In Conversation: Adriano Cappelletta


Adriano Cappelletta is the writer, and one of the performers, of Never Let Me Go, playing for four nights as part of Batch Festival 2019. For this In Conversation piece, Adriano details the rich history of AIDS in Australia, which serves as the inspiration behind the piece.

I am a gay man who became a teenager in the early ’90s, where there was scant representation of gay people in media, stories and films that wasn’t steeped in stereotypes like the limp-wristed designer, or the fabulous best friend (Martin Short in Father of the Bride anyone? “Welcome to the 90s, Mr. Banks!”).

There were, however, stories that began to emerge about a mysterious disease called AIDS. I remember watching the Grim Reaper commercial as a kid and being aware of something ominous, but being unsure if it was ten pin bowling I should be afraid of (though that message certainly accorded with my aversion to sports!).

As I grappled with the secret of my sexuality, I realised I wasn’t going to change—this is who I was. The dots began connecting and it became clear that men like me were dying. I vividly remember sitting in the cinema on my 15th birthday watching The Adventures of Priscilla, Queen of the Desert, and being stunned when the bus was graffitied with “AIDS FUCKERS GO HOME” during one unsuccessful stay in a country town. Struggling with my sexuality as a teenager, I didn’t have a sexual awakening or tender first love, but rather the fear of death and intimacy and sex. It was bad enough grappling with rampant homophobia and the fear that family and friends could reject me, but add to that the knowledge that if I acted on my feelings I could contract a fatal disease. It was sobering to say the least.

I was scared to come out to my parents, not only because I didn’t know how they would react, but because they could be worried that I may die. It just added to the tragic gay scenario.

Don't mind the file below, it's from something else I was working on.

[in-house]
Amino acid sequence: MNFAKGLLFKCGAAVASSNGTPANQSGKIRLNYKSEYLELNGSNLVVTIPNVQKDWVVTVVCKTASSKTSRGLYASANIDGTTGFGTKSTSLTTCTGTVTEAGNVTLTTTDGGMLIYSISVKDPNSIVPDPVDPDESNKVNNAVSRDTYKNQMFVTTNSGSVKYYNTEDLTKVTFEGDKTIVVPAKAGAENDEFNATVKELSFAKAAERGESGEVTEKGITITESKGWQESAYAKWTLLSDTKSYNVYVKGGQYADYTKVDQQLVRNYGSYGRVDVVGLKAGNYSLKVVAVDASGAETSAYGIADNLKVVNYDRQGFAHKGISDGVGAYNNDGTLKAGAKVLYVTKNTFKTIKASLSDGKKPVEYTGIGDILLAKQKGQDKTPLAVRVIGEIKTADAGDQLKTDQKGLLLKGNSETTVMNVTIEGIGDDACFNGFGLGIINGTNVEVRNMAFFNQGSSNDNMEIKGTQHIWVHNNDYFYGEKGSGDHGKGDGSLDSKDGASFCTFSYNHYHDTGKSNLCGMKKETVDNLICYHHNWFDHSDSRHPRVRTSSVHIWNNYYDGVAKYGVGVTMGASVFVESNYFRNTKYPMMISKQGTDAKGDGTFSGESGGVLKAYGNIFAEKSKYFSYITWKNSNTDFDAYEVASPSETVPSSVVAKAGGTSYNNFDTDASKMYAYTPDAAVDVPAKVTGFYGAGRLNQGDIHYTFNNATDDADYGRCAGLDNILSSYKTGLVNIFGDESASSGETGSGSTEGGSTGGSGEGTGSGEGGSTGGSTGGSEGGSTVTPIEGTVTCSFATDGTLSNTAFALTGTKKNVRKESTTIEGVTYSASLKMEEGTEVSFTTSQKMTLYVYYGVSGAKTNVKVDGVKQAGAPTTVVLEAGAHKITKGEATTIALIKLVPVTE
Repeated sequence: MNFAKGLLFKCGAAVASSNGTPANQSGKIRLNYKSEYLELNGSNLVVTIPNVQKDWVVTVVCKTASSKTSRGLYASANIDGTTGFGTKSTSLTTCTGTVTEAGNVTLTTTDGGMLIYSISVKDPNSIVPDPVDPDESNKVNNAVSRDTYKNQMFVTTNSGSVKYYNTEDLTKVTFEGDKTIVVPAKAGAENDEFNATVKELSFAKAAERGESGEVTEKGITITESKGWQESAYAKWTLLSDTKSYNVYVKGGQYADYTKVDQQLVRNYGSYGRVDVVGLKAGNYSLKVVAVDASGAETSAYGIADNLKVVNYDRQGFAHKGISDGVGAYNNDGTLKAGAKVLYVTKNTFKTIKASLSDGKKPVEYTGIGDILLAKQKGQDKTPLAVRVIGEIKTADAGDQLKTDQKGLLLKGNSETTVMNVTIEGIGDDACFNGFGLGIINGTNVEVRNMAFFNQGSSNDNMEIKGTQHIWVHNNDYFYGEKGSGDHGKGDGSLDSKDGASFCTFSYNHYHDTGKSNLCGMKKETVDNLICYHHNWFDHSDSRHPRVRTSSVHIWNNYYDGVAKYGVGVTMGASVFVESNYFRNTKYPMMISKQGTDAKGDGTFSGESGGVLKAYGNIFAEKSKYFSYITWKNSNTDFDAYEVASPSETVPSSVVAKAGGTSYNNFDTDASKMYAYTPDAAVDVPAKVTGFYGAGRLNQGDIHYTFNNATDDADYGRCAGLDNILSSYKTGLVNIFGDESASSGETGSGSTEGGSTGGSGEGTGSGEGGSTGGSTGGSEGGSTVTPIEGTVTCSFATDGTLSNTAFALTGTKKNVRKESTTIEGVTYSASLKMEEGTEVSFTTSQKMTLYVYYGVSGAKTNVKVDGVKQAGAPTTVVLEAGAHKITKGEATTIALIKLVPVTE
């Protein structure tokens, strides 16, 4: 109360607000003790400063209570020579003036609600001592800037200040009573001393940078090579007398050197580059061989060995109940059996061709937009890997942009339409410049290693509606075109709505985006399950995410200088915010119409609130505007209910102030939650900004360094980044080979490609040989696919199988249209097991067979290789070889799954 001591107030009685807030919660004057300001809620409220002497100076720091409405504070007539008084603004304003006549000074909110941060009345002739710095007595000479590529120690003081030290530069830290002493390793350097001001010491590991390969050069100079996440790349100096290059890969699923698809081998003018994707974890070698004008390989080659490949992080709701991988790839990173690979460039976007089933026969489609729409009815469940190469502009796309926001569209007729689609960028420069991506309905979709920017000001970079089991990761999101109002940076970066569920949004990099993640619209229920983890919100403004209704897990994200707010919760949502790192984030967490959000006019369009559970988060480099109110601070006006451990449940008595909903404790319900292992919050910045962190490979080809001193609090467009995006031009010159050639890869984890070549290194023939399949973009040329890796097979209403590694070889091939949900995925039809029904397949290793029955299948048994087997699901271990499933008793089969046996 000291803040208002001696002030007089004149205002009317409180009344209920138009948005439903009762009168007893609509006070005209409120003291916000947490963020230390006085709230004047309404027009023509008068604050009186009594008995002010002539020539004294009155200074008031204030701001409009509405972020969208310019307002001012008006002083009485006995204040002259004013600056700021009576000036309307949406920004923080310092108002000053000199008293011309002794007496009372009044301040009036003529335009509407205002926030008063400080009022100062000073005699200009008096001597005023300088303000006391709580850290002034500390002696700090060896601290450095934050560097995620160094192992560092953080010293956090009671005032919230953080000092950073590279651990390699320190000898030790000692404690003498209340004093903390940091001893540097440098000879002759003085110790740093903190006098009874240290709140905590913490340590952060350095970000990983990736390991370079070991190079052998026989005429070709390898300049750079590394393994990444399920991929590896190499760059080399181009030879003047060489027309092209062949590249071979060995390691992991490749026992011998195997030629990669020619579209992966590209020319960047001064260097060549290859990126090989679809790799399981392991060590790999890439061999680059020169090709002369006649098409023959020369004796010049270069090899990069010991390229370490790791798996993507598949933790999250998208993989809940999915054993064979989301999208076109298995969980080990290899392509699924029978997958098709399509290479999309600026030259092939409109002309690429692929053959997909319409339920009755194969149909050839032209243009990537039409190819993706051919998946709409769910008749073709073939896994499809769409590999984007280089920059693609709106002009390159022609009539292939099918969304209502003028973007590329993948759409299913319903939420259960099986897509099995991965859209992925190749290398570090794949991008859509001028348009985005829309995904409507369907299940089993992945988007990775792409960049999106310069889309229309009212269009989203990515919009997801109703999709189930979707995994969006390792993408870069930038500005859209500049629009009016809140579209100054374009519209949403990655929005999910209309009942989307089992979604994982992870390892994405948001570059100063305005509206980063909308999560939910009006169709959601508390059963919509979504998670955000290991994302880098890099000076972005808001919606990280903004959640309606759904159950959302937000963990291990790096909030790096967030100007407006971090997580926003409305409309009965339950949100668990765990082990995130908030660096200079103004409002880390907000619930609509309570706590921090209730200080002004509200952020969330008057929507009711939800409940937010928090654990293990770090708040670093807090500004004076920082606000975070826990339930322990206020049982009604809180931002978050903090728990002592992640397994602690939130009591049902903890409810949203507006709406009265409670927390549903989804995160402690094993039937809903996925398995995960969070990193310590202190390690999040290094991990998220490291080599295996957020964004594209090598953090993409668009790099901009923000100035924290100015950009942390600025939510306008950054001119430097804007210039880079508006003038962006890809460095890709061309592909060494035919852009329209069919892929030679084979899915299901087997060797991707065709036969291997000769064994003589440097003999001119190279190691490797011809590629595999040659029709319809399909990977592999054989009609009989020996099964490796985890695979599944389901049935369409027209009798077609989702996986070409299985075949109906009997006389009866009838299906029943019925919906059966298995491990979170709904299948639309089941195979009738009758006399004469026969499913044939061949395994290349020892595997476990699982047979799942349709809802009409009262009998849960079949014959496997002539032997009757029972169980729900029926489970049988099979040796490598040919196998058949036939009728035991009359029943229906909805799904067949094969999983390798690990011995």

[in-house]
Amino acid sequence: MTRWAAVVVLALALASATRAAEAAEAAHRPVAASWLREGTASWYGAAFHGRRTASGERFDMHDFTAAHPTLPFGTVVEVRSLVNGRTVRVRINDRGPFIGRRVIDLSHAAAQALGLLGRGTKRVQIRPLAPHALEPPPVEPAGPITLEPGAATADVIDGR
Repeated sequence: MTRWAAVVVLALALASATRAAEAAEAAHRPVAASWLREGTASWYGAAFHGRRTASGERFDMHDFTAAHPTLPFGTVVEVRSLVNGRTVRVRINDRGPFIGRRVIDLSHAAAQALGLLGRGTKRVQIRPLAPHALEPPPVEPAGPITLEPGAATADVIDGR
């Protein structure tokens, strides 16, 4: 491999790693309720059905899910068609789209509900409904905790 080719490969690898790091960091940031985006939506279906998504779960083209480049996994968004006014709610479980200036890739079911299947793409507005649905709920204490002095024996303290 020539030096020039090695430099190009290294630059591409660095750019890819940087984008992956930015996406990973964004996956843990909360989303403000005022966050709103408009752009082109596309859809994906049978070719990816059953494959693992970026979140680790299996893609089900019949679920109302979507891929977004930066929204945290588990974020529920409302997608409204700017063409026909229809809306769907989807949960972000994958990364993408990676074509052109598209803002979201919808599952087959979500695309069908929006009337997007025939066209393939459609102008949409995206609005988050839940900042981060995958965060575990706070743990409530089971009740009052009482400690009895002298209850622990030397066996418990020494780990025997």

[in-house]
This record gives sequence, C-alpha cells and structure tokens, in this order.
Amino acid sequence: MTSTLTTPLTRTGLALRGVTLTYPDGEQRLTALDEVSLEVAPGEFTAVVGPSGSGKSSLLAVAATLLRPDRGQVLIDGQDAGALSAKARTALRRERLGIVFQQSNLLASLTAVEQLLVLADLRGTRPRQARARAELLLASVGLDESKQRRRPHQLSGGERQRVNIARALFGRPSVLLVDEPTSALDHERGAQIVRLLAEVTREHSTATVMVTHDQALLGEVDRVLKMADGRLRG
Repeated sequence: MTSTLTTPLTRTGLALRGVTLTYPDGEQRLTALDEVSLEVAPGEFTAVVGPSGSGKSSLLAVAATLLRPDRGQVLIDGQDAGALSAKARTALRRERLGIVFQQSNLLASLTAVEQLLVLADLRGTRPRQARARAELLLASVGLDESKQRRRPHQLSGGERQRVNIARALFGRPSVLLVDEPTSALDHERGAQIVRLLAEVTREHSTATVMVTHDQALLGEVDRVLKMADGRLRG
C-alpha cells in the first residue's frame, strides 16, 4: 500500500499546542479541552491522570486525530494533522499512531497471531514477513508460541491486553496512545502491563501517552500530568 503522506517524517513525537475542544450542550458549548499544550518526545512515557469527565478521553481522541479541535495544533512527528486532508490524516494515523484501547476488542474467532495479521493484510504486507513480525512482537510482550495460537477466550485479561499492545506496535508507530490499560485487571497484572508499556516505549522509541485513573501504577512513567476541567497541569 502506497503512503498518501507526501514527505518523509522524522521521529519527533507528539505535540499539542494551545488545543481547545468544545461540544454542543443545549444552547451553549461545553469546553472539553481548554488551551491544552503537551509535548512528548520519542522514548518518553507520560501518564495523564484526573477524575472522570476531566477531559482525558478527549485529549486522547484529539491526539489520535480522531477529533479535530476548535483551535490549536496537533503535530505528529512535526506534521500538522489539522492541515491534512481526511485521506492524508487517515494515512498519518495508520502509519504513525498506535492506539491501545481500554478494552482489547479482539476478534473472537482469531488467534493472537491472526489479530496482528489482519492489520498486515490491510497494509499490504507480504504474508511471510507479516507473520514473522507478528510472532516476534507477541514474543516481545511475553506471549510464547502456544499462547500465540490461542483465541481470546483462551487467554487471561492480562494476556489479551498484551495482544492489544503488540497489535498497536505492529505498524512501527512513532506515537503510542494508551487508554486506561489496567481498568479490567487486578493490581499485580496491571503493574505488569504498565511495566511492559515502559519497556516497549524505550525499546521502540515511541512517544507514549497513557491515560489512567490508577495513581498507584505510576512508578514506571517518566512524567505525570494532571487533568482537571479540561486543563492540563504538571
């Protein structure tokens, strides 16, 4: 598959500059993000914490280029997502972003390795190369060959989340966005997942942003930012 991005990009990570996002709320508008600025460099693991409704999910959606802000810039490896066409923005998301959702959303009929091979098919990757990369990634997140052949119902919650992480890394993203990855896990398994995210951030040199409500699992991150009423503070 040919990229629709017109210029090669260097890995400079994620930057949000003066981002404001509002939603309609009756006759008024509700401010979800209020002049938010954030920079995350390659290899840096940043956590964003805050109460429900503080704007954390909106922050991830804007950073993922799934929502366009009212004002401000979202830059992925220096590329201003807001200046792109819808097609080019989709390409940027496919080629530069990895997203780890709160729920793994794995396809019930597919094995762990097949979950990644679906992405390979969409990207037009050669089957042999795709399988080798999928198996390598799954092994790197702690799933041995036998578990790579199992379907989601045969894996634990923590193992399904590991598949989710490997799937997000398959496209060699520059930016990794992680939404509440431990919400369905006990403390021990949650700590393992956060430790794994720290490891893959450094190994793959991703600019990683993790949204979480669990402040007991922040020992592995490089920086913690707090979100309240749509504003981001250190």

The hysteria around AIDS, the uncertainty, the tragedy of lost lives, and the moralising that this disease was some sort of punishment, weighed on me as a young man. I wasn’t excited to start my fabulous gay life.

I moved from Perth to Sydney when I was 21, and was introduced to a world of dance parties, gay bars and being part of an accepting community. The first time I marched in Mardi Gras, I was a champagne cork flying though the street, bursting with happiness and awe that so many people were affirming my identity. All I’d ever felt around being gay was fear and isolation and here I was exploding with joy and exclaiming “Happy Mardi Gras!” to thousands of new friends!

As I began to explore the scene, I discovered I wasn’t as sexually daring as I thought I would be. It took me longer to trust and build relationships, and I rarely jumped into bed with someone I barely knew. I wanted to be bold and free-spirited, but I couldn’t work out what was holding me back.

Credit: William Yang

A few years ago, I read a play called The Normal Heart by American playwright Larry Kramer. It chronicles the early years of the AIDS epidemic in New York through the eyes of writer Ned Weeks as he forms community action groups and fights dogmatically for money for research, outreach and awareness. He pleads with his community to stop having sex to save their lives, while still yearning for connection and intimacy. And there it was. In that character Larry Kramer had distilled was an essence of my experience growing up in the shadow of AIDS. I set about researching more about this period and I found a book called Learning to Trust: Australian Responses to AIDS by Paul Sendziuk. The book details the history of AIDS in Australia from the early ’80s, and the innovative governmental approach and involvement of community action groups in forming policy and prioritising education and prevention.